2400+ are probably able OTB masters.
    I'm over 1,800 (here - I don't have an otb rating) and I blunder, I'd give you an example but I'm trying to get out of it (game still in progress). What does decrease with rating is the frequency and severity of blunders. Also to some extent ratings are self-perpetuating. A 1,600 player sees a 1,900 rating and gets intimidated, frequently making some kind of sacrifice in a position that they'd just try to keep level if they were playing someone with their own rating - another thing people do is refuse to take sacrifices when it's the best (or least worst) thing to do. It's not happened to me yet, but I'm willing to bet that at some stage or other an 1,800+ player's blundered against a 1,400 who hasn't taken advantage thinking that the blunder was a sacrifice and that therefore the right thing to do is to refuse it.
  11. Standard member Korch
    Chess Warrior
    16 Jul '07 14:24 / 2 edits
    Originally posted by Ramned
    It appears on this site anyways that 1800+ are the "Good." They do not blunder at all, have well developed strategy and opening knowledge.

    1500 - 1800 are the average, then below 1500 blunder more and do not analyze as deeply.

    Around 2100-2200+ you have the serious players. They are separated from the 1800 players because not only do they not blunder a ...[text shortened]... nd middle game developement (getting a piece active).

    2400+ are probably able OTB masters.
    2200+ players may make blunders.

    For example - Game 3163755 - 42.c3?? blundering a rook or Game 3639573 - 24...Rd2?? blundering exchange.



    P.S. Even GMs may make blunders. The soundest example is Kramnik who did blunder mate in one.
  12. 16 Jul '07 14:34
    Originally posted by Korch
    2200+ players may make blunders.

    For example - Game 3163755 - 42.c3?? blundering a rook or Game 3639573 - 24...Rd2?? blundering exchange.



    P.S. Even GMs may make blunders. The soundest example is Kramnik who did blunder mate in one.
    Anybody can make blunders, no one is perfect.
    An 1800+ player, FIDE, USCF, whatever, is the point at which a person may be considered a "strong" amatuer player. They have studied the game in all of it's aspects and have a good understanding of opening and end-game principles, and make very few blunders or stupid moves. They can trash any casual player with ease, and could probably pass themself off as a cHeSs mAxStor3 and get away with it with a bunch of n00bs.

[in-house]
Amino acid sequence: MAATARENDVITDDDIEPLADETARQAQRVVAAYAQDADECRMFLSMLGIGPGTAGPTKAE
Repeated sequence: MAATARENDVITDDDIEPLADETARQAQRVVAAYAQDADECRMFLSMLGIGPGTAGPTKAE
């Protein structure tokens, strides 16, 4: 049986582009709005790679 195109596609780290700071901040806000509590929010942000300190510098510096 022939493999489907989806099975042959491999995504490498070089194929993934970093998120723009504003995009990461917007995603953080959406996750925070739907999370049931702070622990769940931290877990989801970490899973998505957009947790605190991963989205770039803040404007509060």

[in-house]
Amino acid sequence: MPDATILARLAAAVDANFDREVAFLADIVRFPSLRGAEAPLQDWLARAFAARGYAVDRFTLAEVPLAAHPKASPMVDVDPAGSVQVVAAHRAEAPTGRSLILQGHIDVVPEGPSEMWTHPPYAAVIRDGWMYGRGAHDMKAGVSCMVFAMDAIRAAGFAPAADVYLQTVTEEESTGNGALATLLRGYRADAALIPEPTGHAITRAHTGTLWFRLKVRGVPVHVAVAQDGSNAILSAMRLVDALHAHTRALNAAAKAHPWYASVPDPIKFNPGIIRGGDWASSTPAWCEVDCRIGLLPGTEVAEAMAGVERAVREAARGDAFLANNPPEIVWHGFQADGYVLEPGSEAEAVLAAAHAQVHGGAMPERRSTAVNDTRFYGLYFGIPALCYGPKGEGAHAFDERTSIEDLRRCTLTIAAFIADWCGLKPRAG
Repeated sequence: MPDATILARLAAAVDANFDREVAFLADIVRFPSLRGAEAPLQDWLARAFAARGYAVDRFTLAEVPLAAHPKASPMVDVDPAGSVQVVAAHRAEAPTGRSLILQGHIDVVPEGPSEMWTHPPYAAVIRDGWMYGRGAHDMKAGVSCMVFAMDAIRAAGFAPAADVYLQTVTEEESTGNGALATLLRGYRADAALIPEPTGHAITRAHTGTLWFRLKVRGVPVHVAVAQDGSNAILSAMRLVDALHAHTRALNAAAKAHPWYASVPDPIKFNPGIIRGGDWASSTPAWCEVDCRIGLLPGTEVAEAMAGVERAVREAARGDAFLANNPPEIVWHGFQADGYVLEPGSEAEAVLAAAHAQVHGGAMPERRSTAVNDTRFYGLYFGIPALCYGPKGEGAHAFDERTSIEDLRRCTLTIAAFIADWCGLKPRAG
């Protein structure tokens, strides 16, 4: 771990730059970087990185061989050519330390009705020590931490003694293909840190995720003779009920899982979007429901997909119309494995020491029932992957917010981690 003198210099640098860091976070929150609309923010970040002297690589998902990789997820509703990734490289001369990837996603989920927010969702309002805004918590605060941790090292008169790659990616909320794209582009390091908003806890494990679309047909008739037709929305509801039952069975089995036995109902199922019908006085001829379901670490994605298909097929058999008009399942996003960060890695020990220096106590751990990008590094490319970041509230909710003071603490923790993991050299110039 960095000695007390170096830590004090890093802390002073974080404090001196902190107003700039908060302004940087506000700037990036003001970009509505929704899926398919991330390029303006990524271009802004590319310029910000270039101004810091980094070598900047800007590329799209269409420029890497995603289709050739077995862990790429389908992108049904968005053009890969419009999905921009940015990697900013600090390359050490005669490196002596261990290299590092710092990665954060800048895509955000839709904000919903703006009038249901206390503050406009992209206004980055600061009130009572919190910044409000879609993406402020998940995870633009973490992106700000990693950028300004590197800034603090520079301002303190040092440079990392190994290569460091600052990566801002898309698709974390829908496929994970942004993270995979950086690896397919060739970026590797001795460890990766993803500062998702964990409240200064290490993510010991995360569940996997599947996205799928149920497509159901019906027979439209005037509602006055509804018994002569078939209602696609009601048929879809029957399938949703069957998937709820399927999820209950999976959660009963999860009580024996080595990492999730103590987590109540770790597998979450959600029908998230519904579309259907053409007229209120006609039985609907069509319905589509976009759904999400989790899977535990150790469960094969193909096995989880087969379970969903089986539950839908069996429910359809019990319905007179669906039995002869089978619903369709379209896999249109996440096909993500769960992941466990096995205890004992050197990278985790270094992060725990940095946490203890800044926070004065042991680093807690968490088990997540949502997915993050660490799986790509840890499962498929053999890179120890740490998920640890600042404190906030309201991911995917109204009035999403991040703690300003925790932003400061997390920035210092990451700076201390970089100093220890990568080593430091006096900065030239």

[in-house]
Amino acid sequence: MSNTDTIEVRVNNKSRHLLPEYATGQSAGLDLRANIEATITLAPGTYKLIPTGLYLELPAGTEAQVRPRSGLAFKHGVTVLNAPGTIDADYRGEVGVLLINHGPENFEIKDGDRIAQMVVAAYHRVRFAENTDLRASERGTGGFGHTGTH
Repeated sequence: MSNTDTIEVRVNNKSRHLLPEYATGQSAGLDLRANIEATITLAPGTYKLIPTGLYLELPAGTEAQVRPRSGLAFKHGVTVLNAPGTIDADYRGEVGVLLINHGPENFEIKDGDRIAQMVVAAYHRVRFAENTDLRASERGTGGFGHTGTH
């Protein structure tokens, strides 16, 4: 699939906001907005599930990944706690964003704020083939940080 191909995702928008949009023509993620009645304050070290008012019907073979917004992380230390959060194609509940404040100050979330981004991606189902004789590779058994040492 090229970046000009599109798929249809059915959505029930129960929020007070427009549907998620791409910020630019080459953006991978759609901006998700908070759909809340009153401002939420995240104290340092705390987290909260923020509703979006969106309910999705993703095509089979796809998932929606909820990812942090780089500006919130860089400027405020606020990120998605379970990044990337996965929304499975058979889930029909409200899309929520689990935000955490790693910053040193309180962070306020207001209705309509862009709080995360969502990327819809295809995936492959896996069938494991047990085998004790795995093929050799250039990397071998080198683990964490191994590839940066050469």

13. 16 Jul '07 14:35
    Oh these experts
  14. Standard member Dragon Fire
    Lord of all beasts
    16 Jul '07 14:35
    Originally posted by Korch
    2200+ players may make blunders.

    For example - Game 3163755 - 42.c3?? blundering a rook or Game 3639573 - 24...Rd2?? blundering exchange.



    P.S. Even GMs may make blunders. The soundest example is Kramnik who did blunder mate in one.
    Only computers don't blunder.

    That is if we define a blunder as a tactical mistake that yields an immediate advantage to your opponent. Strategic errors are much more long term and cannot really be classified as blunders.

    I can show you dozens of games (OK about a dozen only) here where I have blundered a piece to a simple combination. There are many reasons for this, tiredness and too much drink come into the equation but most often for me it is a result of blitzing a game when over confident.
  15. 16 Jul '07 15:36
    Originally posted by Korch
    2200+ players may make blunders.

    For example - Game 3163755 - 42.c3?? blundering a rook or Game 3639573 - 24...Rd2?? blundering exchange.



    P.S. Even GMs may make blunders. The soundest example is Kramnik who did blunder mate in one.
    As the author of one of the above blunders, let me say there simply is no excuse in correspondence chess, none at all; and I've made 4 or 5 such blunders in my time at RHP. My only advice is not to move after you've had a row with your partner or are under the influence of alcohol (or worse still both)!